|Now||2020||Previous||Articles||Road Essays||Road Reviews||Author||Title||Source||Age||Genre||Series||Format||Inclusivity||LGBTA||Portfolio||Artwork||WIP|
The Night Villa: 10/16/09
I picked up a copy of The Night Villa by Carol Goodman from my local library. I chose it with my tried and true method of closing my eyes and picking at random. I liked the title and the cover art. The blurb sounded interesting so I took it home. The beauty of the library is the ability to try new authors and titles without a huge financial commitment.
The Night Villa blends contemporary fiction with literary historical fiction. By literary I mean the book is about a fictional study of something well known like Melville's books, or Da Vinci's art, and so forth. Here the story revolves around new scrolls discovered in the Herculaneum.
Typically the protagonist is an expert in the field: a professor (although sometimes it's a grad student or bibliophile). The Night Villa goes for the first and second options. Sophie Chase is a professor of the Classics at the University of Texas. At her side is a graduate student, Agnes Hancock who has the potential to revolutionize how the Greco-Roman texts are translated.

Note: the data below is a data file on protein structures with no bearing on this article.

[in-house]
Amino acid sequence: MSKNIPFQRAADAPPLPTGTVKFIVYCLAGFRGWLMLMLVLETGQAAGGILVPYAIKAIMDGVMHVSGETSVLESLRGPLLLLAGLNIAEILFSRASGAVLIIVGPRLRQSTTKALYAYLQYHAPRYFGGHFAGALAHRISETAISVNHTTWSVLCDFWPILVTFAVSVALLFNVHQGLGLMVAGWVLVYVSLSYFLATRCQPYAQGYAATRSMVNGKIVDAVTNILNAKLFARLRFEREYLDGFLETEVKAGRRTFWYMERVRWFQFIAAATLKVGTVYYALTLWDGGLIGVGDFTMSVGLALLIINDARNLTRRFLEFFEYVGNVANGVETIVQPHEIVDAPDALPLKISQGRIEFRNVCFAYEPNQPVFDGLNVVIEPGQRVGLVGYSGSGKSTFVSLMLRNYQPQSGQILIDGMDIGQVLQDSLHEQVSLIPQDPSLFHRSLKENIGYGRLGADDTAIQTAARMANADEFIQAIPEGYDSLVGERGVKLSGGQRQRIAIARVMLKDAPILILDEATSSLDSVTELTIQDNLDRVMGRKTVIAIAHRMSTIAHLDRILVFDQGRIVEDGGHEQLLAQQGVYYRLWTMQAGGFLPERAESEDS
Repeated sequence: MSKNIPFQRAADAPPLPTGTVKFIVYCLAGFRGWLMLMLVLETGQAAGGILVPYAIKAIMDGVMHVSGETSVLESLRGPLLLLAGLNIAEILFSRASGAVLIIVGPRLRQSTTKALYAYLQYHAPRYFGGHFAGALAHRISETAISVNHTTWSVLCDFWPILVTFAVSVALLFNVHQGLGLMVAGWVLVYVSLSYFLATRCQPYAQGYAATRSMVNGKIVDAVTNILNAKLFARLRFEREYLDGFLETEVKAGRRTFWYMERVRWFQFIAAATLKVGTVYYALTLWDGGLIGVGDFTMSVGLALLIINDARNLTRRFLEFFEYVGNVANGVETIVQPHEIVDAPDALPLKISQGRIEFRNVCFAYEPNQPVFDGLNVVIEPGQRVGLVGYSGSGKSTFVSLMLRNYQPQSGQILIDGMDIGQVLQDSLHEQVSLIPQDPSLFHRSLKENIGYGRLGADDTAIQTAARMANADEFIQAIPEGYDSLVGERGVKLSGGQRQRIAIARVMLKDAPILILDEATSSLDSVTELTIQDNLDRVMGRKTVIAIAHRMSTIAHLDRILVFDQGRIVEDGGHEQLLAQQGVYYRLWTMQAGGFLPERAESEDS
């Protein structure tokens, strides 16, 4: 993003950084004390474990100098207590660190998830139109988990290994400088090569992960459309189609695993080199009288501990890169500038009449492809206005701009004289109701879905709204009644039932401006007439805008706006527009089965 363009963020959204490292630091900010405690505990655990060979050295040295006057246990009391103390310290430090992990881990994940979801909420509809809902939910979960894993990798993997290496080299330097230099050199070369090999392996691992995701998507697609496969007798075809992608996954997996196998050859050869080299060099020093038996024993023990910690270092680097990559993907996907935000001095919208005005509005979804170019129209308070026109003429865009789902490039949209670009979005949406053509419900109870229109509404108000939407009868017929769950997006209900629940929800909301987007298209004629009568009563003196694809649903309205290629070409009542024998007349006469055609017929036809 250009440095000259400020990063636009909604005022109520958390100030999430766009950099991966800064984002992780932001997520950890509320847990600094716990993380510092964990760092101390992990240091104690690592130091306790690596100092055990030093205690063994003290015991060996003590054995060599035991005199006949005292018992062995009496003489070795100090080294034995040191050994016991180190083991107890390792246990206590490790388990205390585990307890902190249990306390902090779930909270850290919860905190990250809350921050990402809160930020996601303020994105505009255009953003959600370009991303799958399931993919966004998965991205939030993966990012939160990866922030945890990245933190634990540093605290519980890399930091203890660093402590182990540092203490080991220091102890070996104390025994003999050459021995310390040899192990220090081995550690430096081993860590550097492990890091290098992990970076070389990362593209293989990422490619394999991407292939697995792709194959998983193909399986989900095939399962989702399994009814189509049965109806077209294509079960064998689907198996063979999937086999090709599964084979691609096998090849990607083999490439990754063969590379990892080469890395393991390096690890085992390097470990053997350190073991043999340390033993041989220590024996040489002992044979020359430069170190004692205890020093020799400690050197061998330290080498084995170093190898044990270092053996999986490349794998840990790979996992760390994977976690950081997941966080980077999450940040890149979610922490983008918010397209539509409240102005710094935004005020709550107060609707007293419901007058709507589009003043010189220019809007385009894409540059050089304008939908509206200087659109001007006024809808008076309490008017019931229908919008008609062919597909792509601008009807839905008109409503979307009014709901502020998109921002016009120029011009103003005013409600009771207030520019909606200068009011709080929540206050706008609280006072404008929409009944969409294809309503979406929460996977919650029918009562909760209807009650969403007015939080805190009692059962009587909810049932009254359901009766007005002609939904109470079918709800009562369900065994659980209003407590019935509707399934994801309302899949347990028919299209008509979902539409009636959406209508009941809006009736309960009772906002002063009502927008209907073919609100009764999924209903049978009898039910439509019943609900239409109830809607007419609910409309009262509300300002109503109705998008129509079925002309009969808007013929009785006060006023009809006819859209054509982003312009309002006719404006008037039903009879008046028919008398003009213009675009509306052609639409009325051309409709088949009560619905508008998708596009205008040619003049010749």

The foil for the expert protagonist is never anything as simple as a jealous colleague or poor data or something else mundane. No; it must be a secret and ancient society. The Night Villa comes through with the Tetraktys, a cult that dates back to Pythagoras.
Finally of course, there is a hidden message that has been hidden from history for centuries. Here the message is hidden in the scrolls that Sophie an Agnes are translating. Frankly the lengthy passages Iusta's life as a slave drag the plot. I realize they are included for a certain parallelism between Carol's life and her life in ancient Greece but they felt over done to me.
The Night Villa is best suited either for fans of literature set in Italy or for readers of literary adventure thrillers. Similar books include: